With moderates insisting that the cost of the measure dip below $3.5 trillion, Democrats have a number of options for scaling back their plan. None of them are easy.
By Emily Cochrane
WASHINGTON — Democrats are facing agonizing choices over what to keep and what to drop from their expansive $3.5 trillion social safety net package, as they labor to pacify the most conservative lawmakers in their ranks who have balked at its cost and scope.
With moderates and liberals feuding over competing priorities, Democrats have a variety of options for cutting the package down to size, from jettisoning proposed programs outright to curtailing them or using gimmicks to control their cost. But they have little room for error given their slim majorities in Congress, where they need the support of every Democrat in the Senate and all but a few in the House to deliver it to President Biden’s desk.
Top Democrats inched toward narrowing the differences in their ranks over the bill on Thursday, claiming progress on what they called a “framework agreement” on how to finance the plan. But they offered no details about what programs would be included or what the total cost would eventually be, and left crucial disagreements unresolved about which tax increases would be included, and how large they would be.
Among the issues at stake — even if the price tag remains at $3.5 trillion — are how long to maintain monthly payments to families with children, incentives for companies to transition to clean fuels, and the scale of tax increases for wealthy people and corporations.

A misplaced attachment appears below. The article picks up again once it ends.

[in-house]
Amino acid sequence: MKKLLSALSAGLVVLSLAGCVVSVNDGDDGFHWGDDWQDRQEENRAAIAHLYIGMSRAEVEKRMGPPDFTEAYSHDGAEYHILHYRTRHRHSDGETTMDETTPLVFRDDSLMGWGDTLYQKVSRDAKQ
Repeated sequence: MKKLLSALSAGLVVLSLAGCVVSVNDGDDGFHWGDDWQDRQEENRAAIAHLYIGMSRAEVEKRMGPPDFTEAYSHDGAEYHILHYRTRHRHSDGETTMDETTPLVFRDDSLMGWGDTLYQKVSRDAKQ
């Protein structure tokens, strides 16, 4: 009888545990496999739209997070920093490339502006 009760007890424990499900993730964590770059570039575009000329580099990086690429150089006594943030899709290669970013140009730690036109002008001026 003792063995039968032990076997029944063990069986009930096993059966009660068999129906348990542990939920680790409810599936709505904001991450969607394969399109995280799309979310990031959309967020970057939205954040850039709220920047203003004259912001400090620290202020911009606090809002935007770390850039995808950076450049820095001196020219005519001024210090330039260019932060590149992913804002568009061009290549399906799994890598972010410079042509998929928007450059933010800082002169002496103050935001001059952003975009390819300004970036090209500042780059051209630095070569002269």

“I’m not interested in checking a box and putting half as much money as is necessary to actually make an impact in people’s lives,” said Senator Christopher S. Murphy, Democrat of Connecticut. “The decisions will be tough, but I think we’d be better off to make the decisions, rather than to put a little money into everything.”
Hanging over the process are strict Senate rules about what can be included in the bill, which Democrats plan to push through using a fast-track process known as reconciliation that shields it from a filibuster but subjects it to stringent budgetary requirements.
Complicating matters further, key moderates who have called for a smaller package have yet to say how large a bill they could accept, or name their top priorities for inclusion.
Source: Read Full Article